Photo

James Childress

Research Professor
Phone: 
(805) 893-3203
Email: 
childress@lifesci.ucsb.edu
Office: 
4320 Life Sciences Building

Research

My research is concerned with the biology of deep-sea animals. The deep-sea is by far the largest habitat occupied by life on the earth, yet it is relatively little studied and little is known about many aspects of the biology of deep-sea organisms. In particular I have focused on the physiological adaptations of such animals. Such studies can inform us about the rates of processes in the deep-sea as well as the operation of selection and the nature of the deep-sea environment. These studies have over the years shown that a priori expectations about the nature of deep-sea animal's physiological adaptations and rates are often wrong. My current research interests are primarily focused on studies of hydrothermal vent animals and other chemoautotrophic symbioses.

This work is concerned with the functioning of the chemoautotrophic symbioses in their environments. I have been pursuing studies of the hydrothermal vent biota since the first biological expedition to the Galapagos vents in 1979. This work has evolved as our understanding has increased, but a major focus over the years has been the study of how the animals physiologically mediate between the environment and their symbionts. This work presently includes studies of

  • The variation in conditions around vent animals
  • The stable C and N isotope ratios of inorganic sources and the organic material in the animals
  • The uptake, transport and assimilation of inorganic C, N, and sulfide by the animals and endosymbionts
  • Metabolic interactions between the hosts and symbionts, and
  • Respiratory protein function for both O 2and H 2S uptake and transport in vent animals.

Selected Publications

  • Girguis, P. R. and J. J. Childress. 2006 Metabolite uptake, stoichiometry and chemoautotrophic function of the hydrothermal vent tubeworm Riftia pachyptia: responses to environmental variations in substrate concentrations and temperature. J. Exp. Biol. 209: 3516-3528.
  • Childress, J.J., D. Figueroa, and M. Henry. 2006 Physiological Ecology of back-arc basin fauna: explorations of the known and unknown. In D. Christie, C. Fisher editors, Back-Arc Spreading Systems: Geological, Biological, Chemical and Physical Interactions. American Geophysical Union, Washington D. C. pp 235-241
  • Hahlbeck, E., M. A. Pospesel, F. Zal, J. J. Childress, and H. Felbeck. 2005 Proposed nitrate binding by hemoglobin in Riftia pachyptila blood. Deep Sea Res Research I, 52: 1885-1895.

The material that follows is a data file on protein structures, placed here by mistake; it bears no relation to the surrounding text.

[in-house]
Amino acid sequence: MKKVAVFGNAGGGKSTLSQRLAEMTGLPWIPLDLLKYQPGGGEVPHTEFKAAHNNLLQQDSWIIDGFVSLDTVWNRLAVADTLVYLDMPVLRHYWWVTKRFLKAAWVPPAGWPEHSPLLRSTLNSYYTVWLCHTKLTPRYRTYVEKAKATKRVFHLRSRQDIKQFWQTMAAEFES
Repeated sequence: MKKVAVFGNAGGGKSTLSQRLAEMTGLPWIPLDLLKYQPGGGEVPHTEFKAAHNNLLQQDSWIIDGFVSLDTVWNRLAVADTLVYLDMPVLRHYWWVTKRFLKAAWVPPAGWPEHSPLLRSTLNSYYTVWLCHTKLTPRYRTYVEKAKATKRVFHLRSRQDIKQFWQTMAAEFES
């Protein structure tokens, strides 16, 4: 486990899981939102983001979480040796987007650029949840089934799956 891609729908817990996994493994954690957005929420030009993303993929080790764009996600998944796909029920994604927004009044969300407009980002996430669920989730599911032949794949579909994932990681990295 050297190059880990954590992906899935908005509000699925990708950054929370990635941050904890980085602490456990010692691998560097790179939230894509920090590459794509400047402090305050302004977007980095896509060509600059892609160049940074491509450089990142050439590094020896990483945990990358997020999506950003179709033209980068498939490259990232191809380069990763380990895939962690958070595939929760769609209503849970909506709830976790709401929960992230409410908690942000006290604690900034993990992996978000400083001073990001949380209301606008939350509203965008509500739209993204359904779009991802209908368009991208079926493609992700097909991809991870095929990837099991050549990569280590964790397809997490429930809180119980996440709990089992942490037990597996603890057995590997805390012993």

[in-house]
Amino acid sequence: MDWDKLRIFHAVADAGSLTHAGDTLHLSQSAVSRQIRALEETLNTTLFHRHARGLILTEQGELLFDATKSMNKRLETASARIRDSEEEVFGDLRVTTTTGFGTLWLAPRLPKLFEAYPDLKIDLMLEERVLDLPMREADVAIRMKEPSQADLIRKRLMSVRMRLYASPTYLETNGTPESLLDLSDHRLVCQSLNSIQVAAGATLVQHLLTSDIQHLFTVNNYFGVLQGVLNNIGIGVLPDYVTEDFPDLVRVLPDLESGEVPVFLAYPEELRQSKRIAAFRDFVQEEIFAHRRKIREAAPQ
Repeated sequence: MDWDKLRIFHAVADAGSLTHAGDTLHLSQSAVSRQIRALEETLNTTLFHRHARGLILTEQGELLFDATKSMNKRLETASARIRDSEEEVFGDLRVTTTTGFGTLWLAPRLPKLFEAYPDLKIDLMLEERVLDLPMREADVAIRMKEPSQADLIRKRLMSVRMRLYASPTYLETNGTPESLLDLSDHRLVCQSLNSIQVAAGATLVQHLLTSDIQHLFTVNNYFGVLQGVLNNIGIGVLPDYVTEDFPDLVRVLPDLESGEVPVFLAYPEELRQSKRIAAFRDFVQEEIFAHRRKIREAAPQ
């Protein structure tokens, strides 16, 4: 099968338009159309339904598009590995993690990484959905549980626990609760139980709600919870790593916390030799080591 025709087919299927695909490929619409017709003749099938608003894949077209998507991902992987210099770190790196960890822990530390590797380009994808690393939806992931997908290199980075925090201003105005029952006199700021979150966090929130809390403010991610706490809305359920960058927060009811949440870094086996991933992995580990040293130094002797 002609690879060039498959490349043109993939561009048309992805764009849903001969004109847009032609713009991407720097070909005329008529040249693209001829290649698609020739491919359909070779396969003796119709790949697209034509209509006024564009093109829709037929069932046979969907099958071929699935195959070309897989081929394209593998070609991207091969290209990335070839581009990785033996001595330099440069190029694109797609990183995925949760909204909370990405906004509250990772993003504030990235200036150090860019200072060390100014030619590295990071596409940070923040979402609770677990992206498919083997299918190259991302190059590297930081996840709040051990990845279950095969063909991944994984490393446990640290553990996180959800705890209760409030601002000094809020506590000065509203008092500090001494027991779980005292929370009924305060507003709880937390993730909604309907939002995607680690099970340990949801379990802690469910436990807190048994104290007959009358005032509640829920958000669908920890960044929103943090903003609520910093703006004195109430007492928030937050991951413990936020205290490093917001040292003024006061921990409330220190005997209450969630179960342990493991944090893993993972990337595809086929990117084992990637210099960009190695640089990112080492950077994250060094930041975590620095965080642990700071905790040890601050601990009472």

• Thuesen, E.V., K.D. McCullough & J.J. Childress. 2005 Metabolic enzyme activities in swimming muscle of medusae in relation to body size: Is the scaling of glycolytic activity related to environmental oxygen concentration? J. Mar. Biol. Assoc.U. K. 85: 603-611.
  • Suarez, R. K., C-A. Darveau and J. J. Childress. 2004. Metabolic scaling: a many-splendoured thing. Comp. Biochem. Physiol., B. 139: 531-541.
  • Seibel, B. A., S. K. Goffredi, E. V. Thuesen, J. J. Childress, and B. H. Robison. 2004 Ammonium content and buoyancy in midwater cephalopods. J.Exp. Mar. Biol Ecol. 313: 375-387.
  • Felbeck, H, C. Arndt, U. Hentschel, and J. J. Childress 2004 Experimental application of vascular and coelomic catheterization to identify vascular transport mechanisms for inorganic carbon in the vent tubeworm, Riftia pachyptila. Deep-Sea Research I, 51: 401-411.
  • Childress, J. J., C. R. Fisher, H. Felbeck, and P. Girguis. 2004. On the edge of a deep biosphere: Real animals in extreme environments. American Geophysical Union volume on the subsurface biosphere. In W. S. D. Wilcock, E. F. Delong, D. S. Kelley, J. A. Baross, and S. C. Cary editors, The Subseafloor Biosphere at Midocean Ridges. American Geophysical Union, Washington D. C. pp 41-49.
  • Girguis, P. R., J. J. Childress, J. K. Freytag and H. R. Stuber 2002. Effects of metabolite uptake on proton-equivalent elimination by two species of deep-sea vestimentiferan tubeworm, Riftia pachyptila and Lamellibrachia cf luymesi.: proton elimination is a necessary adaptation to sulfide-oxidizing chemoautotrophic symbionts. J. Exp. Biol. 205: 3055 - 3066.
  • Freytag, J., P. R. Girguis, D. C. Bergquist, J.P. Andras, J. J. Childress, and C. R. Fisher. 2001. A paradox resolved: Sulfide acquisition by roots of seep tubeworms sustains net chemoautotrophy. P. N. A. S. 98:13408-13413.